Today a well-sourced, nicely written piece about Don’s Plum (’96), the long-suppressed, improvisational hang-out film that costars Leonardo DiCaprio, Tobey Maguire and Kevin Connolly, appeared on Vanity

Written by Chris Lee, it covers the long, soul-draining saga of what began as a short film made by a group of bros in ’95 and ’96, but expanded into a feature-length thing when director R.D. Robb and producer Dale Wheatley sensed during editing that they’d shot something crazier and more complex than what a short could contain.

The problem was that DiCaprio and Maguire didn’t want Don’s Plum released as a feature, partly because they didn’t find their loose-shoe performances flattering and partly because it was never supposed to be more than a short. They eventually took measures to have the feature-length verson killed as far as U.S. and Canadian distribution was concerned.

The film finished shooting 20 years ago and you still can’t see it domestically, although you can buy the German Region 2 DVD.

I wrote 5,000 words about Don’s Plum in ‘late 97 for Mr. Showbiz, only the piece has been deleted and presumably trashed. (I might have a color print-out stuffed in my closet.) I contributed some of this story to a People magazine article about DiCaprio than ran in January ’98.

The backstory boils down to this: Robb, Wheatley and producers David Stutman and John Schindler should have gone along with requests from DiCaprio and Maguire to make a short instead of a feature, and used it as a calling-card thing. But they decided to be ambitious instead, and paid the price for that. DiCaprio and Maguire felt betrayed and eventually went to court to stop the film (which I’ve seen a couple of times in a muddy, dupey VHS form) from being released, and succeeded.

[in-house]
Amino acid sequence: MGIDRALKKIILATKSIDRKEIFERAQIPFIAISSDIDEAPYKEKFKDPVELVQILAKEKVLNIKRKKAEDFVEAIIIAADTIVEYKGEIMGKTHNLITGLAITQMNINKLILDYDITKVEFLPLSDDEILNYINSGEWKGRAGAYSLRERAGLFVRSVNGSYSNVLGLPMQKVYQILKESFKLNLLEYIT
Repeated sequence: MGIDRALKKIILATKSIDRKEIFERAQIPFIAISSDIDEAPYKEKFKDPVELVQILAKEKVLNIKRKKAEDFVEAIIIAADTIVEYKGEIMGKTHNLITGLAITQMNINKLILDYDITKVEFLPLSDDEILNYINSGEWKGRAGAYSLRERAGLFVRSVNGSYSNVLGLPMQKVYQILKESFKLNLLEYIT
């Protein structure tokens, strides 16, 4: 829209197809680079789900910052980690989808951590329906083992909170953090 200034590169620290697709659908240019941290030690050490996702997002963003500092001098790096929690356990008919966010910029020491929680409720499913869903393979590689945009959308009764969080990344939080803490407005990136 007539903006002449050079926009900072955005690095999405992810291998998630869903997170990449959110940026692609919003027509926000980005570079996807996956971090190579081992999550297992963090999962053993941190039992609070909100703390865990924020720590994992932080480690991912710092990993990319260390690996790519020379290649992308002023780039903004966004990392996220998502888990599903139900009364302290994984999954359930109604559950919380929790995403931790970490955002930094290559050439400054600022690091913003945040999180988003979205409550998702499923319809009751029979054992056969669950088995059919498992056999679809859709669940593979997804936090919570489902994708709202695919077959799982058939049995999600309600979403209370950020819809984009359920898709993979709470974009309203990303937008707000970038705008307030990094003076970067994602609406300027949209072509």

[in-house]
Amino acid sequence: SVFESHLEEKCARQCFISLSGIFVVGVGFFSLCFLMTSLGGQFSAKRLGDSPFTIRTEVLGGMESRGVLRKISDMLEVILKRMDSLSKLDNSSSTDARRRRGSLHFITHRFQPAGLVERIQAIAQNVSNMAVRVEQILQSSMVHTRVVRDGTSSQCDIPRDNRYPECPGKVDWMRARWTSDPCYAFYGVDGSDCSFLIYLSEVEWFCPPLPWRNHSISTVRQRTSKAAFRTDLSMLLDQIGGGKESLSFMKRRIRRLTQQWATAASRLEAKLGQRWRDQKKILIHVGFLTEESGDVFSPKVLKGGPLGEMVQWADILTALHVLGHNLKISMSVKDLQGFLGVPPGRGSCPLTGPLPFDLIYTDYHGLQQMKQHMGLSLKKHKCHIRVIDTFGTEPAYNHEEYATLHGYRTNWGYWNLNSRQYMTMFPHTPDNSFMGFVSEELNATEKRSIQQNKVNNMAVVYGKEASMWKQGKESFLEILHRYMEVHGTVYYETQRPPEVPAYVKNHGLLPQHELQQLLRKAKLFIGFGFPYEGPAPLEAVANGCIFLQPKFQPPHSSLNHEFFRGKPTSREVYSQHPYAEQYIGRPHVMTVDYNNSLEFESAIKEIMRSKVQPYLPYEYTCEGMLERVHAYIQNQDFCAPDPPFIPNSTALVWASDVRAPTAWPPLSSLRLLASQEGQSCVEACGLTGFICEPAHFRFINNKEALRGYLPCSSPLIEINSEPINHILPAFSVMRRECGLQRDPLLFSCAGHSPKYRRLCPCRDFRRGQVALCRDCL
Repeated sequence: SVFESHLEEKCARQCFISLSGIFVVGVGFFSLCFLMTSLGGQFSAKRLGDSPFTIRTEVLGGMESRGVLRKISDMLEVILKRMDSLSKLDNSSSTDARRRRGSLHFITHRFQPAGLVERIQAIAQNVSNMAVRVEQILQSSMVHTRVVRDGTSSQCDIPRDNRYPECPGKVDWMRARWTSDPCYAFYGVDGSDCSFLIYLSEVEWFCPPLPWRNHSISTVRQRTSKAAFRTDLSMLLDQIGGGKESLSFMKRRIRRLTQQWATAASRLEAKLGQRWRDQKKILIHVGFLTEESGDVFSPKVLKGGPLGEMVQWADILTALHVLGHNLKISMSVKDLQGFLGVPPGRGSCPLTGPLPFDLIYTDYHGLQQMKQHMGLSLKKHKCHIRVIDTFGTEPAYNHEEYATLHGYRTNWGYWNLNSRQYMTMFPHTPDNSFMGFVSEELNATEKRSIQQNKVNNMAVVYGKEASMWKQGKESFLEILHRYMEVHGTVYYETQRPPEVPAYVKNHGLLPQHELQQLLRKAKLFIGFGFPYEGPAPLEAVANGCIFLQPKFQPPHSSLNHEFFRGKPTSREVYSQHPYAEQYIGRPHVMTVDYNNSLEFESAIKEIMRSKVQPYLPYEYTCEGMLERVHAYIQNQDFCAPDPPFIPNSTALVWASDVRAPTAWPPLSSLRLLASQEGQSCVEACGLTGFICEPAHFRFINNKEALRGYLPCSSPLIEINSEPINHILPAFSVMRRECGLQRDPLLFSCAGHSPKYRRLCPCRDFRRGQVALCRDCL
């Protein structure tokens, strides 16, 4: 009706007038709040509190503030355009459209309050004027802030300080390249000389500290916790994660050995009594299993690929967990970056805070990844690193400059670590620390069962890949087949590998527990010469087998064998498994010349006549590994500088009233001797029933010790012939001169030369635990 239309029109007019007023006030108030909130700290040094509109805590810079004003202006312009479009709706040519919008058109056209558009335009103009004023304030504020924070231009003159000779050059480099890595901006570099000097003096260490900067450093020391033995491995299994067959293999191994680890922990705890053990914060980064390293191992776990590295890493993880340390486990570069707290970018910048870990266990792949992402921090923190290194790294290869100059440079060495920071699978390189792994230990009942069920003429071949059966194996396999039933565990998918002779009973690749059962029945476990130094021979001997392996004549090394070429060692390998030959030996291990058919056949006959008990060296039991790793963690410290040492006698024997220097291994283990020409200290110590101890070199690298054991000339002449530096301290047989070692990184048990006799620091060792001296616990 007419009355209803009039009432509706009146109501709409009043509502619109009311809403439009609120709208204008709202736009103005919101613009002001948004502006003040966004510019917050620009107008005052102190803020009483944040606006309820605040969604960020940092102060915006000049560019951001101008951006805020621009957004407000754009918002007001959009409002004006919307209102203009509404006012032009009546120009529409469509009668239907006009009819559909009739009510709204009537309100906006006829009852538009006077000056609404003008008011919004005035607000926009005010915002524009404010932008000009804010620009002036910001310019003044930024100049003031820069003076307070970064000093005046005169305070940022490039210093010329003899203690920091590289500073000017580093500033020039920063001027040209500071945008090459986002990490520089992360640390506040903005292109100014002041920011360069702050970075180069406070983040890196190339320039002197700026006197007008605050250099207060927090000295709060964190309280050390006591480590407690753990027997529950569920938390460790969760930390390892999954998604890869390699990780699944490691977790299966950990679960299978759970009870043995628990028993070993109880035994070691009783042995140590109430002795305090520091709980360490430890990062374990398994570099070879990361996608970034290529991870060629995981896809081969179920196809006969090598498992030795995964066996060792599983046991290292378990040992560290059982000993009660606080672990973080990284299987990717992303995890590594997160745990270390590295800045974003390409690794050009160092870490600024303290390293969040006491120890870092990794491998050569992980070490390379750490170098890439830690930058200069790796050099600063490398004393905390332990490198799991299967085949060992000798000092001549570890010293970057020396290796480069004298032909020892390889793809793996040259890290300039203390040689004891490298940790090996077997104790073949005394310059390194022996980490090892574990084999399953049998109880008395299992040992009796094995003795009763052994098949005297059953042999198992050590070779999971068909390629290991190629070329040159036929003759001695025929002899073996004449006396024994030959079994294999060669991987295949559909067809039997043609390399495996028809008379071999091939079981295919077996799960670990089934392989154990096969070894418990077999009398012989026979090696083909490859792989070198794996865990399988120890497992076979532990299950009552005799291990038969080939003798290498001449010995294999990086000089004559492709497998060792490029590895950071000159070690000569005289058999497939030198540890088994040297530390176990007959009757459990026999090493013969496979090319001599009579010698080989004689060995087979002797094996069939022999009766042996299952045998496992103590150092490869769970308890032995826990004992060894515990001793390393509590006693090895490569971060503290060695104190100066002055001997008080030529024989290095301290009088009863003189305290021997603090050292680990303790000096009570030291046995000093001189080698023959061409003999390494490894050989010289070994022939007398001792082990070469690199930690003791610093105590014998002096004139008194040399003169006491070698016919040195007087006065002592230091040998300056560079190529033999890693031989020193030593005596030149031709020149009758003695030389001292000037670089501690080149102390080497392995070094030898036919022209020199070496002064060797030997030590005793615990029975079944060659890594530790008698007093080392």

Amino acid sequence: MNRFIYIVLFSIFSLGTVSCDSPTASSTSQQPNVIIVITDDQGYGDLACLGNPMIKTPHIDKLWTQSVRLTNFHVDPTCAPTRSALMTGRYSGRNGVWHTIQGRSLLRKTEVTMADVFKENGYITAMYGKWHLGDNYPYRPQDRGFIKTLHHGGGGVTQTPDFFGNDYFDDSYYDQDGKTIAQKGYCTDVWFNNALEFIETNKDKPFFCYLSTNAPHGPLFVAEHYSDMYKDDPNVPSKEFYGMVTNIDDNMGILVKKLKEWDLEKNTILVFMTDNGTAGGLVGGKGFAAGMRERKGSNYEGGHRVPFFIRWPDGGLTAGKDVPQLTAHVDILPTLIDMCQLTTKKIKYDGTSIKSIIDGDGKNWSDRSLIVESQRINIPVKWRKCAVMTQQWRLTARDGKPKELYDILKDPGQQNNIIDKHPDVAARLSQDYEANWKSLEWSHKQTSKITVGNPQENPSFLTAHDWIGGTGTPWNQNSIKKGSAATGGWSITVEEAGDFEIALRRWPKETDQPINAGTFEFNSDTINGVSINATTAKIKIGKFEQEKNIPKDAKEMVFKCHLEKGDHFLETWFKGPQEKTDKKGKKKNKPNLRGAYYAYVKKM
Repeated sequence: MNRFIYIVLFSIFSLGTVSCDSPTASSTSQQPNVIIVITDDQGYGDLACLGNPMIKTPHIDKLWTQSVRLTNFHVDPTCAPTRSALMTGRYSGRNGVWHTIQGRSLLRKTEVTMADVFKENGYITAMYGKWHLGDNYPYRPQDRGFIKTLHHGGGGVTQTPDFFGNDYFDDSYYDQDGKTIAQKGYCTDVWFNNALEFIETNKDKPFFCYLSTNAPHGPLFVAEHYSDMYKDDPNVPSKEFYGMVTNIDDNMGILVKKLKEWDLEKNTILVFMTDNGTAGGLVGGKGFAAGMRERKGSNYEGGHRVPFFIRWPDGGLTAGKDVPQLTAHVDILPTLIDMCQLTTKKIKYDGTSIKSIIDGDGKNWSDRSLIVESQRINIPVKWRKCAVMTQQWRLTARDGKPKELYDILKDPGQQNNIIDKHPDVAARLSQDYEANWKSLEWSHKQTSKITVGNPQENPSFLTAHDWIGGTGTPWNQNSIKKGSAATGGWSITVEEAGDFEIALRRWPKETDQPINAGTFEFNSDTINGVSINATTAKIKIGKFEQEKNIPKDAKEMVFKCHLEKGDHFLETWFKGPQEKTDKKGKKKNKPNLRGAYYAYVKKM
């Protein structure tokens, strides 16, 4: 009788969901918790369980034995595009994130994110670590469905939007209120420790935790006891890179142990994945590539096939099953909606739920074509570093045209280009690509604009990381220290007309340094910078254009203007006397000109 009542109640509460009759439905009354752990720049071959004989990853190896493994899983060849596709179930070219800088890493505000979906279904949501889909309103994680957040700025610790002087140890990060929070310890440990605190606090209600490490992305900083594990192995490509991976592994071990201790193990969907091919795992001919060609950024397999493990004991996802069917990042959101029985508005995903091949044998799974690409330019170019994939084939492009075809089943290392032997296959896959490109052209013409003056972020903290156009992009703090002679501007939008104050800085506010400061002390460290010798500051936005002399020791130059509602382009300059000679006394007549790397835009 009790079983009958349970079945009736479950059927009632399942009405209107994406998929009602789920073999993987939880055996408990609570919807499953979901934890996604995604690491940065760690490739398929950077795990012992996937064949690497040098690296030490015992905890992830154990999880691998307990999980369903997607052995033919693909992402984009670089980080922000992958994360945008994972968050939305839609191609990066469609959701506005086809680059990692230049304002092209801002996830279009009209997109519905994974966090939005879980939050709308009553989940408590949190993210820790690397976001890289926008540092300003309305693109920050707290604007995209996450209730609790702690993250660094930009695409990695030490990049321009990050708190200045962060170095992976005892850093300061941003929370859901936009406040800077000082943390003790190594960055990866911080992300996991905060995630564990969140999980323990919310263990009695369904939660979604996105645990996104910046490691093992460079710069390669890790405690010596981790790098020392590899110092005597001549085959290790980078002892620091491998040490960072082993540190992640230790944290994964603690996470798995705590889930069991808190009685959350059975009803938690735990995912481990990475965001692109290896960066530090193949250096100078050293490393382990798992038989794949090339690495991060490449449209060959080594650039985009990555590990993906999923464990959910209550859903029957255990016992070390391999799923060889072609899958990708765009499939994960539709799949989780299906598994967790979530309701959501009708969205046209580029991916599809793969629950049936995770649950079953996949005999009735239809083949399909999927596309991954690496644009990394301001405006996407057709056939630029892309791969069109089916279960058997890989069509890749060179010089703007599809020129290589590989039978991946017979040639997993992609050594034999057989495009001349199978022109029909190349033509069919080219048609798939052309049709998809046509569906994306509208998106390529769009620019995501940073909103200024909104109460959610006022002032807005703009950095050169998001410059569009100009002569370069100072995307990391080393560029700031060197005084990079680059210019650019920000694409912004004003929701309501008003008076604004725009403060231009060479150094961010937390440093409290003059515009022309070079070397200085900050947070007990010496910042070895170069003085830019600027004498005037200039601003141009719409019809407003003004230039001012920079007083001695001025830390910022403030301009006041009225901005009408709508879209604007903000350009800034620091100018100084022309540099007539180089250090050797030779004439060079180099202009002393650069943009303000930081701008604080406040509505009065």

Honestly? Don’s Plum is nothing to do cartwheels over, but it isn’t half bad. I love the way it snapshots the mid ’90s and whole DiCaprio posse psychology, and particularly the way it exposes some of the rawer feelings and less compassionate attitudes among this group, particularly as expressed by Leo, who plays a swaggering-dick version of himself.

Here’s Wheatley’s side of the whole saga.

Why did Lee write this article now? Probably because 2016 marks the 20th anniversary of Don’s Plum‘s completion and the start of the contretemps. I walked away from the Don’s Plum story 17 or 18 years ago. Get shut of it — shut it out.

Except from Lee’s article: “In a five-hour videotaped deposition, DiCaprio expressed a certain anguish over the friendships wrecked by the making of Don’s Plum, while also making clear he never signed on for a feature.

“’Number one, first and foremost, the agreement had always been that this was a short film. I never had any intention of doing a feature film. Whatsoever,” DiCaprio said. “When I do a feature film, I have lots of rehearsal. I have script meetings. It takes weeks and weeks and weeks. And I shoot for months and months, up to six months, up to seven months at a time. I would never go in for one night and improvise with my friends and make a feature film. There’s no way I would ever do that.”

“Why did I care?” DiCaprio said. “These guys were my friends. And how could they try and change what our word was by editing a feature film? It was a shock to me.”